Under Florida law, a “trade secret” must be a “secret” to the extent it is not generally know, and where the owner has taken reasonable efforts to maintain its secrecy. Florida law (at Section 688.002(4), Florida Statutes) defines a “trade secret” to mean “information, including a formula, pattern, compilation, program, device, method, technique, or process that (a) derives independent economic value, actual or potential, from not being generally known to, and not being readily ascertainable by proper means by, other persons who can obtain economic value from its disclosure or use; and (b) is the subject of efforts that are reasonable under the circumstances to maintain its secrecy.” Florida, as with most states, operates under the Uniform Trade Secrets Act, which sets forth the elements of trade secret protection and legal remedies for misappropriation. Therefore, the body of law from courts outside of Florida which operate under the Uniform Trade Secrets Act are often persuasive to Florida courts. Peter Mavrick a Miami business litigation attorney, and represents clients in Fort Lauderdale, Boca Raton, and Palm Beach. The Mavrick Law Firm represents businesses and their owners in breach of contract litigation and related claims of fraud, non-compete agreement litigation, trade secret litigation, trademark infringement litigation, employment litigation, and other legal disputes in federal and state courts and in arbitration.
The burden of proof is on the plaintiff to establish that a trade secret exists and that it is not known in the industry. Eaton Corp. v. Appliance Valves Corp., 526 F.Supp. 1172 (N.D. Ind. 1981). The The Fifth Circuit United States Court of Appeals in Cataphote Corp. v. Hudson, 444 F.2d 1313 (5th Cir. 1971), explained that although a trade secret does not require the uniqueness or novelty of a patent, “it must possess at least that modicum of originality which will separate it from everyday knowledge.” Information which is too generally known to derive value from secrecy is unable to obtain trade secret protection even without disclosure. For example, the United States District Court for the Southern District of California in Designs Art v. NFL Props., Inc., 2000 WL 1919787 (S.D. Cal. Nov. 27, 2000), held that the idea of a tiger for a logo for the Cincinnati Bengals does not merit trade secret protection because the idea of using the subject of a corporate name as a logo for that entity is generally known. By contrast, the Fifth Circuit in FMC Corp. v. Varco Int’l, Inc., 677 F.2d 500 (5th Cir. 1982), explained that a process used in manufacturing or developing a product may rise to the level of a trade secret, even if similar products are on the market, as long as the precise method used in the process is not known in the industry. Whether information is a secret “is a relative concept and requires a fact-intensive analysis.” Premier Displays & Exhibits v. Cogswell, 2009 WL 8623588 (C.D. Cal. Dec. 23, 2009).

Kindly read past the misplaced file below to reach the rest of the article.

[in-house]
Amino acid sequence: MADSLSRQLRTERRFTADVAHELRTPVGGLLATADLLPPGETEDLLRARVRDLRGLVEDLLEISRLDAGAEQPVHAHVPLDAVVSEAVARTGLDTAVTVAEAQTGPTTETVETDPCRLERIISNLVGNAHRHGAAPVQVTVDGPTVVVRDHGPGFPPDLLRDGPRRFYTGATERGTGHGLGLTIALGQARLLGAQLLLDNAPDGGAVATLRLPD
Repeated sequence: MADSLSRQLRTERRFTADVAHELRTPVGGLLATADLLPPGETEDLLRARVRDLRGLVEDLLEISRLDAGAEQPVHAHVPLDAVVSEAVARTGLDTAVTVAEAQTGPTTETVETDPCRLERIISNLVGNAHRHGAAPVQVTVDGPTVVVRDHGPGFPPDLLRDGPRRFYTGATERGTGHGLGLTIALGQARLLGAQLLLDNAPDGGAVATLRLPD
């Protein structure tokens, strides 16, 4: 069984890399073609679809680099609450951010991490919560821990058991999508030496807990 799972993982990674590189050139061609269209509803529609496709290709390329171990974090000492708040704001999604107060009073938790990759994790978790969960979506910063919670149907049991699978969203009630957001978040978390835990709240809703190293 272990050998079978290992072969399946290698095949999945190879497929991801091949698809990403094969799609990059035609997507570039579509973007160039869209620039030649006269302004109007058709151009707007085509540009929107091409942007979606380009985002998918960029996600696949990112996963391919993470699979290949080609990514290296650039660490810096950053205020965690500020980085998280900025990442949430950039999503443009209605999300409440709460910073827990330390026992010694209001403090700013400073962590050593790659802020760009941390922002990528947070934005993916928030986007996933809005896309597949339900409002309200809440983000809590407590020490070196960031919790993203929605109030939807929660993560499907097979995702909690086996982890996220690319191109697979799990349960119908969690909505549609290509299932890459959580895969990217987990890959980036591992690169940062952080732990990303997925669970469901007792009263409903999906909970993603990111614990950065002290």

Courts have held that reasonable efforts to maintain secrecy include “advising employees of the existence of a trade secret, limiting access to a trade secret on ‘need to know basis,’ and controlling plant access.” Courtney Temp. Serv., Inc. v. Leonel Camacho, 222 Cal.App.3d 1278 (1990). A trade secret will be protected from disclosure to the owner’s competitor even in the absence of a written agreement. Salisbury II, 735 F.Supp. 1545 (M.D. Ga. 1988). The critical issue to secrecy is that reasonable measures are in place that will retain secrecy within the organization, including measures to avoid public disclosure, inadvertent disclosure, and intentional disclosure, as well as efforts to limit who in the organization has access to the trade secrets and on what terms.
Peter Mavrick is a Miami business litigation lawyer, and represents clients in Fort Lauderdale, Boca Raton, and Palm Beach. This article does not serve as a substitute for legal advice tailored to a particular situation.